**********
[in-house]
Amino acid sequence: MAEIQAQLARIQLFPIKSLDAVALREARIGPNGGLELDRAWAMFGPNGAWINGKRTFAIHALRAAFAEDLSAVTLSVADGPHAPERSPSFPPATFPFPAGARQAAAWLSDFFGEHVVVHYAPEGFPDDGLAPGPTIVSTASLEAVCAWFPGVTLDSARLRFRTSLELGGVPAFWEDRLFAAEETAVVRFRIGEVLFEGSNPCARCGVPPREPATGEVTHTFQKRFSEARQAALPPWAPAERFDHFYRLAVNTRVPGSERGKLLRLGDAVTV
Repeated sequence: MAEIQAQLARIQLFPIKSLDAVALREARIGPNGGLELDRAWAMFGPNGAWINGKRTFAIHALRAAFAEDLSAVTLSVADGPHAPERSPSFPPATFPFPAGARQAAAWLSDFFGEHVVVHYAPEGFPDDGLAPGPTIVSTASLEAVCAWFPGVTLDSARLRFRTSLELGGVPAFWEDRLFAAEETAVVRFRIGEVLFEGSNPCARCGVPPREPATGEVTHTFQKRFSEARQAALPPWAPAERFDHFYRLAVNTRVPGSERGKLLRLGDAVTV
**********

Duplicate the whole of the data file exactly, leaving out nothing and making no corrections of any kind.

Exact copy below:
[in-house]
Amino acid sequence: MAEIQAQLARIQLFPIKSLDAVALREARIGPNGGLELDRAWAMFGPNGAWINGKRTFAIHALRAAFAEDLSAVTLSVADGPHAPERSPSFPPATFPFPAGARQAAAWLSDFFGEHVVVHYAPEGFPDDGLAPGPTIVSTASLEAVCAWFPGVTLDSARLRFRTSLELGGVPAFWEDRLFAAEETAVVRFRIGEVLFEGSNPCARCGVPPREPATGEVTHTFQKRFSEARQAALPPWAPAERFDHFYRLAVNTRVPGSERGKLLRLGDAVTV
Repeated sequence: MAEIQAQLARIQLFPIKSLDAVALREARIGPNGGLELDRAWAMFGPNGAWINGKRTFAIHALRAAFAEDLSAVTLSVADGPHAPERSPSFPPATFPFPAGARQAAAWLSDFFGEHVVVHYAPEGFPDDGLAPGPTIVSTASLEAVCAWFPGVTLDSARLRFRTSLELGGVPAFWEDRLFAAEETAVVRFRIGEVLFEGSNPCARCGVPPREPATGEVTHTFQKRFSEARQAALPPWAPAERFDHFYRLAVNTRVPGSERGKLLRLGDAVTV